Jackie Boswell's mother and brother travelling on their wagon in 1940
Romany Gypsies living in Leicestershire have spoken out about the prejudice they feel they face and the struggle to keep their cultural traditions alive.
The lifestyle has been part of British society for over 500 years, but gypsies at a site near Hinckley said they are still fighting for the freedom to roam.
BBC Leicester's Julie Mayer visited the site, home to over 30 caravans, to uncover the truth behind Romany Gypsies in Leicestershire.
Fighting for acceptance
Clarice and Steve Evon have lived at the site near Hinckley for four and a half years.
Clarice said "decency, respect and forgiveness" has held their close-knit community together.
"We like to be on our own because we feel save. It's inbuilt in us over hundreds of years," added Clarice.
"We are terrified of having crimes committed against us and that is why we stick together and segregate ourselves.
"Nine out of 10 think it's all bad about us. It's got worse since I was young - not better."
Fifty-seven-year-old Adelaide and sister Maria said they have both experienced racial discrimination.
"As soon as they find out what you are, they find an excuse to sack you, because I've experienced it," said Adelaide.
The old days
Seventy-three-year-old Jackie Boswell proudly recalls his Romany roots.
"When I was about five or six at day school, dad was out getting a bit of scrap, mother would be out selling stuff door to door and telling a few fortunes.
"But we can't do that now," said Jackie.
Jackie feels the Romany way of life is slowly coming to halt.
"There's not much travelling done today, because it's very difficult - there's not many places to go," he added.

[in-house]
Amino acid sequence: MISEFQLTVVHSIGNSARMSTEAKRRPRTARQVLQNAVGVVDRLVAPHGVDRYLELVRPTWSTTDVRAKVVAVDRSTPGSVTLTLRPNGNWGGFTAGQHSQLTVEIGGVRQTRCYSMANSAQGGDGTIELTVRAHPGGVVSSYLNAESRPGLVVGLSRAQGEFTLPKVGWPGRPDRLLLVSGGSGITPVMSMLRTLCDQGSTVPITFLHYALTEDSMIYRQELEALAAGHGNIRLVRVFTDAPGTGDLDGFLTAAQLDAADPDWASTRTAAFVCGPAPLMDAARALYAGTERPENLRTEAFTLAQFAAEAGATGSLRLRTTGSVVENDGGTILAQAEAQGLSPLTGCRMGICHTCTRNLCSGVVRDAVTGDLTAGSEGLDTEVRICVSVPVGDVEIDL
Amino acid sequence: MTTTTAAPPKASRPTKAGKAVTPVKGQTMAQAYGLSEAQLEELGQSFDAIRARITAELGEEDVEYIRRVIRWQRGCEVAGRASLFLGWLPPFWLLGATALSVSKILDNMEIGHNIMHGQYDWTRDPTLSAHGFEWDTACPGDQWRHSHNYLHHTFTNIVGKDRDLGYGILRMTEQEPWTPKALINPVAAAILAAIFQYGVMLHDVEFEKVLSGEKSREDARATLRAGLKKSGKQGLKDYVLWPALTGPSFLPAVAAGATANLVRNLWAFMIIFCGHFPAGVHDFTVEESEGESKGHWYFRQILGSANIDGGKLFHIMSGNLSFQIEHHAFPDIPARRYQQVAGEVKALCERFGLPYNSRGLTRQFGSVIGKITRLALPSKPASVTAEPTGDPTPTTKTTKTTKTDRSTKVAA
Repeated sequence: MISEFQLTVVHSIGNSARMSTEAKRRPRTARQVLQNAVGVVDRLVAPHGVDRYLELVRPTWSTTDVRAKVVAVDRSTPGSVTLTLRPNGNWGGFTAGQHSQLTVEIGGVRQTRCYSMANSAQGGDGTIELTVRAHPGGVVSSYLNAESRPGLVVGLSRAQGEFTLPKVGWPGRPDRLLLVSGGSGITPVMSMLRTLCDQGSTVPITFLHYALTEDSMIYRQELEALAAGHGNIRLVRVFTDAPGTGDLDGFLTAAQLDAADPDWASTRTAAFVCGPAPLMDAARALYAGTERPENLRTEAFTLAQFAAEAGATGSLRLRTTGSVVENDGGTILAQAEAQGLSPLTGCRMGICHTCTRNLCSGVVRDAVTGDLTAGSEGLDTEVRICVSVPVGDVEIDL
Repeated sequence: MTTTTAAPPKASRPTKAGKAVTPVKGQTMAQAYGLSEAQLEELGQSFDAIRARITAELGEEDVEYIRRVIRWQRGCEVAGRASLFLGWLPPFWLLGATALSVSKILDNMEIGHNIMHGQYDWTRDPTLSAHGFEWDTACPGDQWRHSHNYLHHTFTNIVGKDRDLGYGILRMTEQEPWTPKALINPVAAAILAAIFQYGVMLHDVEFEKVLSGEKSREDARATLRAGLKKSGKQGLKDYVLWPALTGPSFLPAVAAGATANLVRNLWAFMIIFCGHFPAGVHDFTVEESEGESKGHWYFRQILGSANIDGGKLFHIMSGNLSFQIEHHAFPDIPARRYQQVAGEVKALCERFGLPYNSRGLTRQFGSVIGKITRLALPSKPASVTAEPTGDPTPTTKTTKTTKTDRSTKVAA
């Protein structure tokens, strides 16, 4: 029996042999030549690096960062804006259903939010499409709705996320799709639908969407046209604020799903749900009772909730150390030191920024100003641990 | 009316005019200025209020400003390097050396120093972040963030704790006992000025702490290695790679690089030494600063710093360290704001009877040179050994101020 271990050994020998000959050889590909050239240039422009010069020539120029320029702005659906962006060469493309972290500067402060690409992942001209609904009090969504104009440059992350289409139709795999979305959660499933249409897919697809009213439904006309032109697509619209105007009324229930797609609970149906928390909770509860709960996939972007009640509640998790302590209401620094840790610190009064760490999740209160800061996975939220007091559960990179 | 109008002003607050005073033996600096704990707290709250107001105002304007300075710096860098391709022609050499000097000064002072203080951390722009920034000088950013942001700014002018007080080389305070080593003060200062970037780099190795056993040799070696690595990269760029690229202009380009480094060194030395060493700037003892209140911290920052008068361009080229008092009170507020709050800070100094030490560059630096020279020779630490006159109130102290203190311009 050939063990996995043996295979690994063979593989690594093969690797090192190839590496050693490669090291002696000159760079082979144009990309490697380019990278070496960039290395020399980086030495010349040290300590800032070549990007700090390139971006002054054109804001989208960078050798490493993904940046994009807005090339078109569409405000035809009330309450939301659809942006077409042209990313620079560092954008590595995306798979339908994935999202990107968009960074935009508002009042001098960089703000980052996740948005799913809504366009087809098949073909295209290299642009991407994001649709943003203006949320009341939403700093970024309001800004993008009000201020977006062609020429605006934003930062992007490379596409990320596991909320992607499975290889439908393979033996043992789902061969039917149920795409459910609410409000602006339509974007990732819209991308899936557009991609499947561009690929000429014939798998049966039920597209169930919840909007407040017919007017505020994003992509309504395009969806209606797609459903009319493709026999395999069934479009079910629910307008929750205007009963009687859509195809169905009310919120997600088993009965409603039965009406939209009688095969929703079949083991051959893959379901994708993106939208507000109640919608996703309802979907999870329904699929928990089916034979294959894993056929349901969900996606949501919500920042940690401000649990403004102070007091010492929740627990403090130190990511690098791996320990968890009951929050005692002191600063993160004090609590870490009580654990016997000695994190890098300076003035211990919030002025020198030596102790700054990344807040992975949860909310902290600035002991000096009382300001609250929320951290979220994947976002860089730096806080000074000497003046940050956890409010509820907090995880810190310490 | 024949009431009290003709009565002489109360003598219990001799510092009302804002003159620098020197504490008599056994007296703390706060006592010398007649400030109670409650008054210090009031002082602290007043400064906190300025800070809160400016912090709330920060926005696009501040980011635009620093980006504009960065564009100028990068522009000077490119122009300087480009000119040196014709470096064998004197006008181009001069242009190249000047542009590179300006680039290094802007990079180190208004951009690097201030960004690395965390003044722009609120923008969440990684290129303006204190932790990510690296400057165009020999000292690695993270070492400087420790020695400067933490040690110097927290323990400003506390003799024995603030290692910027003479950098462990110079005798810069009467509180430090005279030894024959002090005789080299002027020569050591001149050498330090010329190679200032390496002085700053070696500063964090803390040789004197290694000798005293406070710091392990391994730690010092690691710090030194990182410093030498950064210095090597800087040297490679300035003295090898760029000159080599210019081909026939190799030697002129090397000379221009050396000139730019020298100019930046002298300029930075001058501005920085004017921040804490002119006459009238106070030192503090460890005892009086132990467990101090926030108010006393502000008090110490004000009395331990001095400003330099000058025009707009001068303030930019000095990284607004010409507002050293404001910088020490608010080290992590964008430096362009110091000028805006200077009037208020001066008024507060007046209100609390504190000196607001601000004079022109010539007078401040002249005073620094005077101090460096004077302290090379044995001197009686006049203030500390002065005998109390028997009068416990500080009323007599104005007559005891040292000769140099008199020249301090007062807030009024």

Jackie believes travelling is important for the younger generation.
Gypsies at school
Clarice said she was bullied at school because of who she is and feels gypsy children are still singled out today.
"My grandson came home with a bleeding nose - he was being picked on by another boy at school," said Clarice.
Adelaide Boswell said her granddaughter Nicole has also had a tough time a school because she is a gypsy.
Fifteen-year-old Olivia Ayres, who has travelled for most of her life, has made many friends during her journey.
However, she has not always had a pleasant time during her school years - according to Lisa, Olivia's mother.
Lisa said: "I was bullied at school, but I guess you just get used to it."
The gypsy wedding
The Romany Gypsy community in Leicestershire said they are not happy about the way young gypsy girls' journey into marriage has been portrayed on television.
Bride-to-be Emily said a gypsy wife does not only "cook, clean and be controlled".
Sixteen-year-old Emily was planning to get married this September.
However her mother Tracy Nedic received some shocking news; Emily and her fiancé have eloped.
"What can you do? She's a married woman - it's not the way we wanted to do it," she said.
An upset Tracy added: "I'm happy for them but heart-broken at the same time."
Steve, 64, and Clarice, 66, Evon come from different backgrounds. They reveal how this has impacted on their family over the years.
Clarice said it was difficult at first to marry the two traditions.
"It was harder for me because I had my own culture. And no way was I going to push that to one side to be what someone else was," said Clarice.
Steve said: "Some customs have watered-down a lot because of the young people - it's too hard for them.
However, he added that although appearance of Romany Gypsies might be different, "the culture will never change."